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What is the DLC and why does it matter

ReneSola America

2017-04-18 10:07:36


What is the DLC and why does it matter

The Design Lights Consortium® Qualified Products List, or DLC QPL, is a qualification program created and administered by the nonprofit Northeast Energy Efficiency Partnerships (NEEP), whereby approved lights must pass certain energy efficacy criteria in addition to color, thermal and total flux requirements. For instance, the measured lumens per watt (efficacy) must be at a certain ratio. While the DLC was launched nearly 20 years ago, the DLC QPL began in 2008 and took off in 2009. By creating assurances for energy efficient standards for general lighting, the DLC QPL has been adopted by more than 80 energy efficiency programs through electrical utilities in North America.

This has provided incentive for commercial and industrial businesses nationwide to replace their relatively wasteful lights, such high intensity discharge (HID) bulbs, through the issuance of energy rebates, delivered between utility companies and consumer after the purchase and installation of a “DLC-listed” product. Utility companies have incentive to offer rebates for lower power consuming lights because it provides a way to lessen electrical demand without having to implement highly expensive infrastructure upgrades. After all, most electrical markets were laid out years before electronic technology created such a thirst for outlets and grid power. But utility companies need a way to ensure the subsidies they were handing out were for legitimately energy saving LED lights.

In order to be compliant with the DLC QPL, testing is necessary. But it is generally not feasible for lighting manufacturers to test their luminaires in-house. While they may produce their own photometry with their own photometric equipment, the DLC requires all light testing to be conducted under rigorous laboratory accreditation standards approved by the Occupational Safety and Health Administration (OSHA) as Nationally Recognized Testing Laboratories (NRTL) and laboratories listed in the Department of Energy LED Lighting Facts Approved Testing Laboratories List. While it is possible for lighting manufacturers to have their in-house laboratories accredited, the total investment in goniophotometers, human capital training, and the rate of light testing usage normally makes the expenditure to fulfill compliance standards unjustifiable. In fact, when priced out, using a third party accredited laboratory often times is considerably more economical.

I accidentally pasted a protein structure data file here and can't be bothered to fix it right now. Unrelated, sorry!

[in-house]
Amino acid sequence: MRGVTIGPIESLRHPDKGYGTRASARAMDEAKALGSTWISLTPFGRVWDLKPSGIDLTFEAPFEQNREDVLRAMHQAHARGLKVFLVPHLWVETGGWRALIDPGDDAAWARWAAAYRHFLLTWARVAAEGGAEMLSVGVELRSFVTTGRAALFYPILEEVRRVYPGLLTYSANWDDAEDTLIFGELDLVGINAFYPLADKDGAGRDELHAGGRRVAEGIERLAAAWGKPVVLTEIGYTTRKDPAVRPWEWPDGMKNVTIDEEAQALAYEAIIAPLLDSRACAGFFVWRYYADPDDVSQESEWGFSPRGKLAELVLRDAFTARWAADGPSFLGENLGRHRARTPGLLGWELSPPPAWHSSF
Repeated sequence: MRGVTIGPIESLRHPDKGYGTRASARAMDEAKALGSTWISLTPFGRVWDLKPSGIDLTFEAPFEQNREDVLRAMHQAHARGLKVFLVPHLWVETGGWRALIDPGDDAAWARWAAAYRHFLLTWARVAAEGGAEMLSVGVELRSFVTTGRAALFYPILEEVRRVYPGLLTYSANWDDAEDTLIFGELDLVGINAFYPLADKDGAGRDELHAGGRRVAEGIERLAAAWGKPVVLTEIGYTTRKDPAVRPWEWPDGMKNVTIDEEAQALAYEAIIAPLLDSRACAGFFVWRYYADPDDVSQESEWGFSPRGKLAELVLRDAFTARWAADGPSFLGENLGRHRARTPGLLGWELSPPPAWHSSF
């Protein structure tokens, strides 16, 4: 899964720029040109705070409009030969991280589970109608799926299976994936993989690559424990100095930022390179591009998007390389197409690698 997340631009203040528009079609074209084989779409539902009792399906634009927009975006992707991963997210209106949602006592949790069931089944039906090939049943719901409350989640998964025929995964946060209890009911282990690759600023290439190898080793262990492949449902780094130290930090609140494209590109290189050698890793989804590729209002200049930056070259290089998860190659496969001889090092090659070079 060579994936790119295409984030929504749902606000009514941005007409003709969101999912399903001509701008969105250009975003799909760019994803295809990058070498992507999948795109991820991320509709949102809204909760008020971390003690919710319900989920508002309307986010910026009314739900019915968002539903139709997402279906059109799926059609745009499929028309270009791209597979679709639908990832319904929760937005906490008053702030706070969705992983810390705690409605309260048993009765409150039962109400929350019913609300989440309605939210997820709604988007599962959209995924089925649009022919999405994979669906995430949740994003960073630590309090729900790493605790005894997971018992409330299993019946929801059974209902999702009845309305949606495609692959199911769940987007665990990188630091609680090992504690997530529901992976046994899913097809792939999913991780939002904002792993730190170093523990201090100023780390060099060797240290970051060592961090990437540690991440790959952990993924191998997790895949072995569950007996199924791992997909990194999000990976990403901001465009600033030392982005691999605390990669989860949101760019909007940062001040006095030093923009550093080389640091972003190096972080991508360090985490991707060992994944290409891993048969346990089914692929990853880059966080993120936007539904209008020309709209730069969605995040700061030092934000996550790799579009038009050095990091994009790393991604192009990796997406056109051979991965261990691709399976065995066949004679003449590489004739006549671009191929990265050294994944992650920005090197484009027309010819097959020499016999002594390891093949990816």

Because of the nation-wide success of the DLC QPL in regulating legitimate energy saving LED lighting products, the list grew to over 160,000 products. Also, due to the drop in pricing of LEDs, it became easier to bring LED products to market which met the lumen per watt (lumen efficacy) requirements for each of the DLC QPL Categories, such as indoor troffers and high output outdoor retrofit kits, for example. The QPL was conceivably becoming diluted, which called for a significant update to the lumen efficacy for each category. These new requirements are called the Technical Requirements Version 4.0, as this is the 4th version of product specifications published by the organization. Version 4.0 rendered 40-60% of the pre-existing products on the QPL no longer eligible and became active April 1st, 2017.

Yet not all utility programs are necessarily rejecting rebate redemption of these products immediately. Some have grace periods depending on the date of purchase, issuing rebates if the LED lights were active on the QPL before the Version 4.0 update, or giving 30, 60, and 90 day windows to redeem the rebates. 

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